Euclid's Window: The Story of Geometry from Parallel Lines to Hyperspace

Euclid's Window: The Story of Geometry from Parallel Lines to Hyperspace

by Leonard Mlodinow
     
 

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Through Euclid's Window Leonard Mlodinow brilliantly and delightfully leads us on a journey through five revolutions in geometry, from the Greek concept of parallel lines to the latest notions of hyperspace. Here is an altogether new, refreshing, alternative history of math revealing how simple questions anyone might ask about space -- in the living room or in…  See more details below

Overview

Through Euclid's Window Leonard Mlodinow brilliantly and delightfully leads us on a journey through five revolutions in geometry, from the Greek concept of parallel lines to the latest notions of hyperspace. Here is an altogether new, refreshing, alternative history of math revealing how simple questions anyone might ask about space -- in the living room or in some other galaxy -- have been the hidden engine of the highest achievements in science and technology.

Based on Mlodinow's extensive historical research; his studies alongside colleagues such as Richard Feynman and Kip Thorne; and interviews with leading physicists and mathematicians such as Murray Gell-Mann, Edward Witten, and Brian Greene, Euclid's Window is an extraordinary blend of rigorous, authoritative investigation and accessible, good-humored storytelling that makes a stunningly original argument asserting the primacy of geometry. For those who have looked through Euclid's Window, no space, no thing, and no time will ever be quite the same.

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Editorial Reviews

bn.com
A former faculty member at the California Institute of Technology and writer for Star Trek: The Next Generation, Leonard Mlodinow has written an entertaining and completely accessible history of geometry, from its beginnings as a method of calculating landholdings for ancient Egyptian tax collectors to the modern geometry of string theory.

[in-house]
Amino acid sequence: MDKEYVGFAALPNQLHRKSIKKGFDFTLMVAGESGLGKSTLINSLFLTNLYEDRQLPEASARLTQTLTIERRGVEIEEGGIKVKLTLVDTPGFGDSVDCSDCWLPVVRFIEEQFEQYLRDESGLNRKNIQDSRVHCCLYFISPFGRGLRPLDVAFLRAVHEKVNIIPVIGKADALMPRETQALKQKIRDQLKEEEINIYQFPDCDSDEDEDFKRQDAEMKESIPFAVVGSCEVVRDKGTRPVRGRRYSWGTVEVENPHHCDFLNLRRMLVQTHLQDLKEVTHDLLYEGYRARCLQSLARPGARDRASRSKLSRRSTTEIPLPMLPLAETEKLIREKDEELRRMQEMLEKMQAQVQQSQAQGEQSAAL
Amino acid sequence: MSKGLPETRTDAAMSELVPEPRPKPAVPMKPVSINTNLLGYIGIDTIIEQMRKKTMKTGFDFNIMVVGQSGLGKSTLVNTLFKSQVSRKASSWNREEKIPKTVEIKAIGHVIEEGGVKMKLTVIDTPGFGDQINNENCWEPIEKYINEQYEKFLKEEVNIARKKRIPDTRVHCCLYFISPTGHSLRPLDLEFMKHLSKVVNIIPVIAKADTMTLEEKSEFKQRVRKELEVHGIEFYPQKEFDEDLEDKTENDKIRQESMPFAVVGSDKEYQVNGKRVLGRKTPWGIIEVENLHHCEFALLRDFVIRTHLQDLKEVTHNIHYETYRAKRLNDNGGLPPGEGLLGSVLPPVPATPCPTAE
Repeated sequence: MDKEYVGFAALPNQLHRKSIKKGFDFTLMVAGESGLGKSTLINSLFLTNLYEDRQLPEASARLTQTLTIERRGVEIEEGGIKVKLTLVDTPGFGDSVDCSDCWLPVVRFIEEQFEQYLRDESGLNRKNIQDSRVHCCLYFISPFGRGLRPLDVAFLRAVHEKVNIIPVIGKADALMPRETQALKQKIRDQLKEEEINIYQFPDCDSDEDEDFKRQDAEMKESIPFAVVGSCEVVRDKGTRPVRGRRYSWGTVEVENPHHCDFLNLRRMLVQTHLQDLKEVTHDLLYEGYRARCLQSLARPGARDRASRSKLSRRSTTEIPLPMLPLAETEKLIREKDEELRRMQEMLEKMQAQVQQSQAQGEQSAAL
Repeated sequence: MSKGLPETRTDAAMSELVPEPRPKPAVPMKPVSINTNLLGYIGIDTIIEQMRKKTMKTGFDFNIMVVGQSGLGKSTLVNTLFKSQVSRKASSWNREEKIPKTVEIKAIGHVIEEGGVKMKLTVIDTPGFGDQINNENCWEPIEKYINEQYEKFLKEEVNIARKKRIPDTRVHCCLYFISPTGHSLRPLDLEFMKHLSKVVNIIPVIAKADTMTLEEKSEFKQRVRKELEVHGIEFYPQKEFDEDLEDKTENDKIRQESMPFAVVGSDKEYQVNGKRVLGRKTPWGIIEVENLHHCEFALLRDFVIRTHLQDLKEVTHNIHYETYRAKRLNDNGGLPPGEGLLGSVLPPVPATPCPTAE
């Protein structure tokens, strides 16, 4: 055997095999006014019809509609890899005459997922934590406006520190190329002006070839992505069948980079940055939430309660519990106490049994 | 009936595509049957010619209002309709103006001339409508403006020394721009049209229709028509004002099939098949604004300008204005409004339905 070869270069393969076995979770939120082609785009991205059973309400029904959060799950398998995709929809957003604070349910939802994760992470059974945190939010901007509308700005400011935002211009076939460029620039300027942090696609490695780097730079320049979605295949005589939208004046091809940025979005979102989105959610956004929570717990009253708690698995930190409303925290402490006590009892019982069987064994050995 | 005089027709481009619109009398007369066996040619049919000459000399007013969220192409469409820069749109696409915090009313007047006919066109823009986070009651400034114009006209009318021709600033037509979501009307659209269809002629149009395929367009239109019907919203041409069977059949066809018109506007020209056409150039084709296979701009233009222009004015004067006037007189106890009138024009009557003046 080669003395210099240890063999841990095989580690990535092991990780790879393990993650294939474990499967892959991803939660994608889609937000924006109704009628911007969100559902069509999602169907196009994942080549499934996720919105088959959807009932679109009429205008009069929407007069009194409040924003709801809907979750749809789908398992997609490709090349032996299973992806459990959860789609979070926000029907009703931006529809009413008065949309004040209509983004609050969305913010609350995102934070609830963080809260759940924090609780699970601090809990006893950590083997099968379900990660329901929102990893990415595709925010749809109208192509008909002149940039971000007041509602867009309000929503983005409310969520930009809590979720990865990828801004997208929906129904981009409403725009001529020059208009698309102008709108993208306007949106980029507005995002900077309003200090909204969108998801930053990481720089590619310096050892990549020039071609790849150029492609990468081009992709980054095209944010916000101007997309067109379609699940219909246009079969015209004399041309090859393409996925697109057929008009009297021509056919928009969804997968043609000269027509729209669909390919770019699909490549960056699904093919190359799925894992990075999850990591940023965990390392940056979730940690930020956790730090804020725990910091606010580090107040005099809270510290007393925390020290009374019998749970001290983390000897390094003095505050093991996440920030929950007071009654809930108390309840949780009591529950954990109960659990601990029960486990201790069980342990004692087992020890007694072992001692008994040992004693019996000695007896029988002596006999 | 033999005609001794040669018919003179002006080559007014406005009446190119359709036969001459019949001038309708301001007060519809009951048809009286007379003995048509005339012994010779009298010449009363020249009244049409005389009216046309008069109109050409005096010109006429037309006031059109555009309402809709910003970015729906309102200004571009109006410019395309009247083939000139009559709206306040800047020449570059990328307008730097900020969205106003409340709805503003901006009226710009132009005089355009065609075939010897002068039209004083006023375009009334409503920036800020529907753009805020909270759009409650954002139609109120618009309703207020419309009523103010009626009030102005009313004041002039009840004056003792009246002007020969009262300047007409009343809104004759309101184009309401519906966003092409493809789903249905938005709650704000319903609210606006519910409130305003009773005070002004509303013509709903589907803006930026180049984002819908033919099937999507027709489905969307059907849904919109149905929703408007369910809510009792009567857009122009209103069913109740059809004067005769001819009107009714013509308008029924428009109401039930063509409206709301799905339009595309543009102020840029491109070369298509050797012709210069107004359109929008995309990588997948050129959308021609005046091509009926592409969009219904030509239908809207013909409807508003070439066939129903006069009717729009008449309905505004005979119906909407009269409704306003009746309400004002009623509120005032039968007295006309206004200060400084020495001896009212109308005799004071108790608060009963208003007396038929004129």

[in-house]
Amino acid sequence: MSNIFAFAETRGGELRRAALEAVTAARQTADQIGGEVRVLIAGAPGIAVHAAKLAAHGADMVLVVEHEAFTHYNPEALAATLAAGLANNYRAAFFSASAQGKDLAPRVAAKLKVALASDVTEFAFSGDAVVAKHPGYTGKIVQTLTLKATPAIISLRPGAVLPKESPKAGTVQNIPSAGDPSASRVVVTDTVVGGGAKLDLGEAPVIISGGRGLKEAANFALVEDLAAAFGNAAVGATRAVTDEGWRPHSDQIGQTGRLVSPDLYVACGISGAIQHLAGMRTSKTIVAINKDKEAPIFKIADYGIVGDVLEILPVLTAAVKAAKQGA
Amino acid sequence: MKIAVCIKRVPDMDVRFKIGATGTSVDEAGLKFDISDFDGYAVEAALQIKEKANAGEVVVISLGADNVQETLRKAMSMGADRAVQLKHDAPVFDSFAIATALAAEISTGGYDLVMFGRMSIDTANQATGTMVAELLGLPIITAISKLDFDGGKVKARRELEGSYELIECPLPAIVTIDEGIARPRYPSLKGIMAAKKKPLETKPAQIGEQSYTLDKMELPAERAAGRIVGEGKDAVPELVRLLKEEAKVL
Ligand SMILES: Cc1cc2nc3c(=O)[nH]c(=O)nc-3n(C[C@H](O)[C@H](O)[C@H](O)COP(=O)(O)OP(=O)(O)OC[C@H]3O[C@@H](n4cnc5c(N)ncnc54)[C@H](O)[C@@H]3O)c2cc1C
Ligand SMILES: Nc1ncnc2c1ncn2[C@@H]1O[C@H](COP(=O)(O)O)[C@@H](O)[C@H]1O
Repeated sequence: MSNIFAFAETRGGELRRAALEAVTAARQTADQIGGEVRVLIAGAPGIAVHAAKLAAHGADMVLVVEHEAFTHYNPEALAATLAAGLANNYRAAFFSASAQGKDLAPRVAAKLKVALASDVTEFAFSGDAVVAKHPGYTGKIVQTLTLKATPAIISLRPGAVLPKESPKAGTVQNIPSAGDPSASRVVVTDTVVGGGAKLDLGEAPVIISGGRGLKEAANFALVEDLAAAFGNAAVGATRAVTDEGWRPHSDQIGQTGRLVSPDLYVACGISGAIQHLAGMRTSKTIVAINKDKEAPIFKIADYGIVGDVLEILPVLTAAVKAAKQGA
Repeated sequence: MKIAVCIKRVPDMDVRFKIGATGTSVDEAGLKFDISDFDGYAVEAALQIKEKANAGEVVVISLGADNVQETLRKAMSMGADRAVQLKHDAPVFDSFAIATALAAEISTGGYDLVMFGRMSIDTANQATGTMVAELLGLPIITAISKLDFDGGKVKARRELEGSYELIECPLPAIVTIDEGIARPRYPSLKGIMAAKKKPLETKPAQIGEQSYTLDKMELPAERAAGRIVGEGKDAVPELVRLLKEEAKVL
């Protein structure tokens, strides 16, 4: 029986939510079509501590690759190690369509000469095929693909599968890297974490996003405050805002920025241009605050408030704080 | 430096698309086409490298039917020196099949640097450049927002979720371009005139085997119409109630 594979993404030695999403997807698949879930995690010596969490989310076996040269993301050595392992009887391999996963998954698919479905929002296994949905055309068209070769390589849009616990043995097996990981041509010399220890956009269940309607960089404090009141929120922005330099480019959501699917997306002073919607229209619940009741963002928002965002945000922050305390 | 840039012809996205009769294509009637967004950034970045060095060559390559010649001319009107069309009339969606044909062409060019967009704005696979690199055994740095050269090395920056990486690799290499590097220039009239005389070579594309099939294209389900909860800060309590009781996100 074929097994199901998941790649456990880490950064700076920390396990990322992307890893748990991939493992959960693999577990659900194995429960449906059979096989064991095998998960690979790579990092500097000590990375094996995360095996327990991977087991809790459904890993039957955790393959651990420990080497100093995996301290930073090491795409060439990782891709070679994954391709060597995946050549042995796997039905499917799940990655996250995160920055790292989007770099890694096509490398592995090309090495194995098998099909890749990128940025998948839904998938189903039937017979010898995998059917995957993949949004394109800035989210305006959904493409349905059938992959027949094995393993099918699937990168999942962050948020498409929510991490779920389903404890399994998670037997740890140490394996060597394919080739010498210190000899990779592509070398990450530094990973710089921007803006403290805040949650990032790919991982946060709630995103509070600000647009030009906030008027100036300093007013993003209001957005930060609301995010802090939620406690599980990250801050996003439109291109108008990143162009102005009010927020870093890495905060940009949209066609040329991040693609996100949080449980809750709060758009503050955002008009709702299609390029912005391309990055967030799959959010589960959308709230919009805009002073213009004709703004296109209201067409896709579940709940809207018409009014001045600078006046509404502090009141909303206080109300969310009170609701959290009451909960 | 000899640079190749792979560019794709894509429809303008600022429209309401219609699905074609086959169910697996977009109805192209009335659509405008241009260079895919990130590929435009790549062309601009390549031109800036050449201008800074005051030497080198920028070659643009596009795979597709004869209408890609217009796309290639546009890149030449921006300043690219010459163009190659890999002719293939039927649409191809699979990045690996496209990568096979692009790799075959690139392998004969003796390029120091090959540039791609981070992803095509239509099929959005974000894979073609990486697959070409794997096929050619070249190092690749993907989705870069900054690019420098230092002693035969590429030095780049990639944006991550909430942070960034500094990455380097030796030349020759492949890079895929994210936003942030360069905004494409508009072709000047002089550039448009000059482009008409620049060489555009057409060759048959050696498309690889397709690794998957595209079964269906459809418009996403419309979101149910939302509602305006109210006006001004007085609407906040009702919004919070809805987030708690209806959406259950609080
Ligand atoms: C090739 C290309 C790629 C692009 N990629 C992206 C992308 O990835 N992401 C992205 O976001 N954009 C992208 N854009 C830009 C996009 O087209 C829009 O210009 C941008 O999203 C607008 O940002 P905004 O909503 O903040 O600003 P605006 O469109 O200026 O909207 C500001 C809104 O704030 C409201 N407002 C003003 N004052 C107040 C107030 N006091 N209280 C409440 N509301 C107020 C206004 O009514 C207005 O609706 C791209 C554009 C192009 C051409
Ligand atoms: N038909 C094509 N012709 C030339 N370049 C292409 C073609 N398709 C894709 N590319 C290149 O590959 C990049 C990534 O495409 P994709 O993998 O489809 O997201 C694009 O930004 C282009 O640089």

Product Details

ISBN-13:
9781439135372
Publisher:
Free Press
Publication date:
09/28/2010
Sold by:
SIMON & SCHUSTER
Format:
NOOK Book
Pages:
320
Sales rank:
985,840
File size:
4 MB

Read an Excerpt

Chapter One: The First Revolution

Euclid was a man who possibly did not discover even one significant law of geometry. Yet he is the most famous geometer ever known and for good reason: for millennia it has been his window that people first look through when they view geometry. Here and now, he is our poster boy for the first great revolution in the concept of space -- the birth of abstraction, and the idea of proof.

The concept of space began, naturally enough, as a concept of place, our place, earth. It began with a development the Egyptians and Babylonians called "earth measurement." The Greek word for that is geometry, but the subjects are not at all alike. The Greeks were the first to realize that nature could be understood employing mathematics -- that geometry could be applied to reveal, not merely to describe. Evolving geometry from simple descriptions of stone and sand, the Greeks extracted the ideals of point, line, and plane. Stripping away the window-dressing of matter, they uncovered a structure possessing a beauty civilization had never before seen. At the climax of this struggle to invent mathematics stands Euclid. The story of Euclid is a story of revolution. It is the story of the axiom, the theorem, the proof, the story of the birth of reason itself.